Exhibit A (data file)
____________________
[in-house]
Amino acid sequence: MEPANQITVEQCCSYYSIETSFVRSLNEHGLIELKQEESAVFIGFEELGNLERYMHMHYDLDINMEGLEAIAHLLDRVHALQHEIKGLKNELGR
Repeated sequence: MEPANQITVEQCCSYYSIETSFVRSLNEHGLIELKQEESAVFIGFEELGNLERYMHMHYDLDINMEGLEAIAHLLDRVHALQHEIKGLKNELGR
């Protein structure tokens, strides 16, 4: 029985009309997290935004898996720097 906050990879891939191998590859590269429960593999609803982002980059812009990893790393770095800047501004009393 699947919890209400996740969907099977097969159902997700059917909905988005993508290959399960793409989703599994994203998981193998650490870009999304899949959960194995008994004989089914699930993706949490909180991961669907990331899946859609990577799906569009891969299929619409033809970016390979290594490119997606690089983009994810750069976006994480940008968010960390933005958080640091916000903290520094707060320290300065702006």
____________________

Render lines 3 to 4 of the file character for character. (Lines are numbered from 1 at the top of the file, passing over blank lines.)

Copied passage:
Repeated sequence: MEPANQITVEQCCSYYSIETSFVRSLNEHGLIELKQEESAVFIGFEELGNLERYMHMHYDLDINMEGLEAIAHLLDRVHALQHEIKGLKNELGR
């Protein structure tokens, strides 16, 4: 029985009309997290935004898996720097 906050990879891939191998590859590269429960593999609803982002980059812009990893790393770095800047501004009393 699947919890209400996740969907099977097969159902997700059917909905988005993508290959399960793409989703599994994203998981193998650490870009999304899949959960194995008994004989089914699930993706949490909180991961669907990331899946859609990577799906569009891969299929619409033809970016390979290594490119997606690089983009994810750069976006994480940008968010960390933005958080640091916000903290520094707060320290300065702006």